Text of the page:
largesse

noun

lar·​gesse lär-ˈzhes How to pronounce largesse (audio) lär-ˈjes How to pronounce largesse (audio)
 also  ˈlär-ˌjes
variants or less commonly largess
1
: liberal giving (as of money) to or as if to an inferior
a philanthropist known for his largesse
also : something so given
projects depending on a flow of federal largesse
2
: generosity
his generosity of spirit, an absolutely natural largesseHarvey Breit

Did you know?

The word largesse, which also can be spelled largess, comes from Anglo-French large, meaning "generous."

Examples of largesse in a Sentence

He relied on the largesse of friends after he lost his job.
Recent Examples on the Web That system may be flawed, but at least enrollment in a public school doesn’t require a waiting list or depend on the largesse of a billionaire or an employer. Elliot Haspel, The Atlantic, 20 Mar. 2024 Government largesse may one day exceed the central bank's ability to manage inflation. David McHugh and Vladimir Isachenkov, Quartz, 12 Mar. 2024 Government largesse may one day exceed the central bank’s ability to manage inflation. David McHugh, Fortune Europe, 12 Mar. 2024 But he's now locked into the job by the largesse of his contract and the lack of better options for a 65-year-old whose best coaching days are likely behind him. USA TODAY, 15 Feb. 2024 For adult children on the receiving end of parental largesse, the help can come as a blessing or a curse. USA TODAY, 4 Feb. 2024 State’s largesse shows no signs of slowing With the California deficit at a whopping $68 billion, the largesse of our governor shows no sign of a slowdown. Letters To The Editor, The Mercury News, 9 Jan. 2024 In Israel, where the Biden administration has expedited the transfer of billions of dollars in powerful bombs, guns and munitions, in some cases bypassing congressional review, U.S. largesse has done little to soften opposition to U.S. proposals. John Hudson, Washington Post, 11 Jan. 2024 Furthermore, a guest enjoying the extreme largesse of an overnight stay doesn’t really have the right to lecture the host on etiquette. Amy Dickinson, Washington Post, 12 Jan. 2024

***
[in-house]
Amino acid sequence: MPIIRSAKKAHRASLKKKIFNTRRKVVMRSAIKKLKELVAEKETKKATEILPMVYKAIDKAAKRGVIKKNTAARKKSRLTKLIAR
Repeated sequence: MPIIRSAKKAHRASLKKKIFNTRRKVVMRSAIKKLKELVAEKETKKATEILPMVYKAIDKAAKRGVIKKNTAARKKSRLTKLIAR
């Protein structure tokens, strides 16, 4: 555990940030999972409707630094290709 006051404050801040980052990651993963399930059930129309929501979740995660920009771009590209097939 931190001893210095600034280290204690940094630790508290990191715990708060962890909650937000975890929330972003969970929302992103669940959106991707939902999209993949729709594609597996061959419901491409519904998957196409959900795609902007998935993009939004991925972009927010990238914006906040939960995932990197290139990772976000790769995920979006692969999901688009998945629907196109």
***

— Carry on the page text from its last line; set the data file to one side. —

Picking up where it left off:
These examples are programmatically compiled from various online sources to illustrate current usage of the word 'largesse.' Any opinions expressed in the examples do not represent those of Merriam-Webster or its editors. Send us feedback about these examples.

Word History

Etymology

Middle English largesse, from Anglo-French, from large

First Known Use

13th century, in the meaning defined at sense 2

Time Traveler
The first known use of largesse was in the 13th century

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Dictionary Entries Near largesse

Cite this Entry

“Largesse.” Merriam-Webster.com Dictionary, Merriam-Webster, https://www.merriam-webster.com/dictionary/largesse. Accessed 16 Apr. 2024.

Kids Definition

largesse

noun
lar·​gesse
variants also largess
1
: generous giving
2
: a generous gift

More from Merriam-Webster on largesse

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